· Appearance – Think about how well the furniture blends with its surrounds, and whether the style will soon look out of date.

· Ease of cleaning and maintaining – Plastics need to be wiped down regularly, especially white plastics which show up dirt and mildew; metal furniture doesn’t stain but does need to be repainted and possibly treated with anti-corrosives; timber furniture will show some stains and will need to be painted or stained and possibly treated with preservatives.


Barbeques are considered by many as an essential part of the summer experience. But you needn’t be limited to using them only in warm weather - a good barbeque in the right position can be used throughout the year.

The Choices

Fixed or portable?

Portable bbqs on wheels have the advantage that they can be moved about the garden, depending on where there’s shade and shelter from wind. The heavy ones can be difficult to manoeuvre over a wet lawn, and are best wheeled over decent pathways. Some designs need to be stored under cover – either buy a cover if you plan to keep it outdoors, otherwise store it in a shed or verandah.

Fixed barbeques are for those who are serious about outdoor entertaining. They are generally built in as part of an overall outdoor entertainment area, and should be constructed from materials to match the paving, walls, etc.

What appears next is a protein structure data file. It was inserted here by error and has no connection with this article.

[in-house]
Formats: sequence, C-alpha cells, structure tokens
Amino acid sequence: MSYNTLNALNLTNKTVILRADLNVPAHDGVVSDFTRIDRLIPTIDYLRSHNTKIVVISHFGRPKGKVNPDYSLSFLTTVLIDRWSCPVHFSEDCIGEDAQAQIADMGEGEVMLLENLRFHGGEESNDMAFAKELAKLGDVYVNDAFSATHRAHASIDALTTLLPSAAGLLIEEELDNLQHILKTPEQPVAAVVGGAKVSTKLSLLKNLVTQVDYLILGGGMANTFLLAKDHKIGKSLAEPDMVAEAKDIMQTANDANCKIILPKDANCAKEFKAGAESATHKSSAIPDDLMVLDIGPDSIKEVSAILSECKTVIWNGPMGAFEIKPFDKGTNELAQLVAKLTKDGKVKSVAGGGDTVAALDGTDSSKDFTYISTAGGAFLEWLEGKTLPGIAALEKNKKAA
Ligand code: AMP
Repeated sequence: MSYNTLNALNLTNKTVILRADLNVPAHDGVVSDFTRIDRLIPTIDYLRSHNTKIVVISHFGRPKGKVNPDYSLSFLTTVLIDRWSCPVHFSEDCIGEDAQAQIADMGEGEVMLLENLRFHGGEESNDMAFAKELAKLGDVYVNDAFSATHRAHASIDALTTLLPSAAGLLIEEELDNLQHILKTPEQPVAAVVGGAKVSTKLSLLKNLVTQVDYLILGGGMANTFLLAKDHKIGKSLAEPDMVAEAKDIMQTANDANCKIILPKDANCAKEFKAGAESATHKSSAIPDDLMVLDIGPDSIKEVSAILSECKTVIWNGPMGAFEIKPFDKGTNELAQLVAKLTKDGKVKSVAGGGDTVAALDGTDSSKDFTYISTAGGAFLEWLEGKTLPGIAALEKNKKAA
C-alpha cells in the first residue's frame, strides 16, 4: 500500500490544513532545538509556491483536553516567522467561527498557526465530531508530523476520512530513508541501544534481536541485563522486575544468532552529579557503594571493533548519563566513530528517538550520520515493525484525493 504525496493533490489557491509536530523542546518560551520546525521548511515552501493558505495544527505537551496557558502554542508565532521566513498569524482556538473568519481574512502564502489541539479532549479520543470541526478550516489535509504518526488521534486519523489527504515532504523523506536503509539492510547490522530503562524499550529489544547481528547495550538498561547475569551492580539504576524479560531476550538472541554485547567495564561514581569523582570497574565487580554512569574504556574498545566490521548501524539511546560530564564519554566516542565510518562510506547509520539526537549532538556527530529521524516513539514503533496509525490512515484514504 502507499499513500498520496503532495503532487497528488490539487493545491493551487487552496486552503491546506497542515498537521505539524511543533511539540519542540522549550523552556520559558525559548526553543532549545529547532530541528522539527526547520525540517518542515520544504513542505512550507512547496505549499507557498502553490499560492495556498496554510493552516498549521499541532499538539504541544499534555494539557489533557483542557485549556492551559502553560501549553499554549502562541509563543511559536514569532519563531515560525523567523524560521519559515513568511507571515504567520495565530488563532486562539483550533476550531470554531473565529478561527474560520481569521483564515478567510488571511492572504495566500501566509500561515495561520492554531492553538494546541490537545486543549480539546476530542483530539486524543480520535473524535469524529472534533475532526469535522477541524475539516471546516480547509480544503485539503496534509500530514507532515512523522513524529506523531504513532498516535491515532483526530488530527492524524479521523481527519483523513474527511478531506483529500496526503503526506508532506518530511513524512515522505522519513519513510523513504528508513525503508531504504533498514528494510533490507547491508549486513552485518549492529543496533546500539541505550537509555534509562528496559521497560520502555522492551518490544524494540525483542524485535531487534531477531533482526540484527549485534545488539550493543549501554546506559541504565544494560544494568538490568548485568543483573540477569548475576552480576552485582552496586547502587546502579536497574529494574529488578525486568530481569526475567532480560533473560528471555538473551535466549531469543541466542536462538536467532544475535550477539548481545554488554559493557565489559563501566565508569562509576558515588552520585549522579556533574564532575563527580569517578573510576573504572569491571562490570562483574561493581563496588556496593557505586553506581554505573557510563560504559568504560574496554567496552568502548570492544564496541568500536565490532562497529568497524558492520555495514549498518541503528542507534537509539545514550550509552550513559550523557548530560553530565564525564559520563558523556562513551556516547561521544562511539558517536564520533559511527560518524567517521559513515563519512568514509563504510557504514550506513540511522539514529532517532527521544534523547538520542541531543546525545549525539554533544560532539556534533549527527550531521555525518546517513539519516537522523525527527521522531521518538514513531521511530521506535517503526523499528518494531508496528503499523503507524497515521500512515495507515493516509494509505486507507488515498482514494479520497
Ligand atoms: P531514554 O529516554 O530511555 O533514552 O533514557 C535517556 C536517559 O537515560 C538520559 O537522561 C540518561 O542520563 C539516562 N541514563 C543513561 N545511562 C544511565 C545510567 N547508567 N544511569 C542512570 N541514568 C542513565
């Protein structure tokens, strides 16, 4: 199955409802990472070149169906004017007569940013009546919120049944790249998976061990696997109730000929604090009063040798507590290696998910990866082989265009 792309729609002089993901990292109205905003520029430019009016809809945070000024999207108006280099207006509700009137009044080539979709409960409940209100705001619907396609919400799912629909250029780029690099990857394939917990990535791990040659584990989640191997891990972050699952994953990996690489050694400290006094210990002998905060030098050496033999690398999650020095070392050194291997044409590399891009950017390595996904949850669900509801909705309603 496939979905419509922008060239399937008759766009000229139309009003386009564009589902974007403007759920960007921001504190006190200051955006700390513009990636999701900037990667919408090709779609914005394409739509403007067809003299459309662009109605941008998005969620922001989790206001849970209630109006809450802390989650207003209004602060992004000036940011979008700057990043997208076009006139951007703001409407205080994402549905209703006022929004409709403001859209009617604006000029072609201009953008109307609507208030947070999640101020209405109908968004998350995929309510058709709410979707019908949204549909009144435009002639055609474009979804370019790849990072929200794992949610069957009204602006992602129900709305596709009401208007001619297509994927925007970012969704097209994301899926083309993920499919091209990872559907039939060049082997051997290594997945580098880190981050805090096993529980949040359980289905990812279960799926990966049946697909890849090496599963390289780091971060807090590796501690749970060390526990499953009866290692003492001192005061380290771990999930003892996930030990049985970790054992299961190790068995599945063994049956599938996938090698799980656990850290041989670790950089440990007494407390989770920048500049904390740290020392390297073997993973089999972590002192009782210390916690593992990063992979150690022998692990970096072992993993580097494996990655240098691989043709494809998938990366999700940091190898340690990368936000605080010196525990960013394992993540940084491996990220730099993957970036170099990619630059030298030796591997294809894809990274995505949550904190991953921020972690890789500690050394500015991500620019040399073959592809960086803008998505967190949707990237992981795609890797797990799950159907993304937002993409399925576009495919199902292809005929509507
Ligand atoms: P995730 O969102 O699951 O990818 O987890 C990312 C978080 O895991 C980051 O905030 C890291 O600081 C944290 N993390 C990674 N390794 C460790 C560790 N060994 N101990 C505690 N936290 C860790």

The Styles

Built-in brick – These are generally quite substantial structures. They run on gas, electricity, wood or heat beads. Depending on their construction, the bbq consists of a grate, which is the shelf below the bbq that the fire burns on; a grill, which allows excess fat to fall through the metal bars; and a solid metal hotplate. Thicker hotplates take longer to heat up and cool down but give a more even heat over the entire plate. Other features include built-in shelves and tabletops, and separate storage areas for fuel and cooking utensils.

Movable trolley – These bbq units are built into a moveable trolley. They are self contained and usually run on bottle gas. They are the most convenient, cleanest and easiest to use, though not the cheapest type of bbq.

Free-standing Oven or Kettle BBQs – These portable bbq’s are handy for smaller yards and for those who use bbq’s occasionally and for smaller numbers. They burn on heat beads or gas inside an enclosed chamber. They are, in effect, an outdoor oven and can be used in the same way as a conventional oven (for roasting), as well as barbequeing. A kettle bbq is more energy efficient than an open bbq.

How much cooking area do you need?

A family of four will generally find 0.5 to 1 sq metre of cooking area will be more than ample for their own needs and adequate when entertaining a couple of other families.


Not so long ago, washing lines were the most prominent feature of the backyard. Thankfully, modern lines are less obtrusive, and even large lines can easily be moved out of sight when not in use.

The main choices are wall-mounted retractable lines or free-standing hoists. If space is limited, you may have to use a wall-mounted model. The washing will take longer to dry but the units are compact and the lines can be folded back when not in use.

Free-standing hoists are the obvious choice for families with larger backyards. The hoists are lightweight and can easily be folded up and lifted out of the ground by any adult.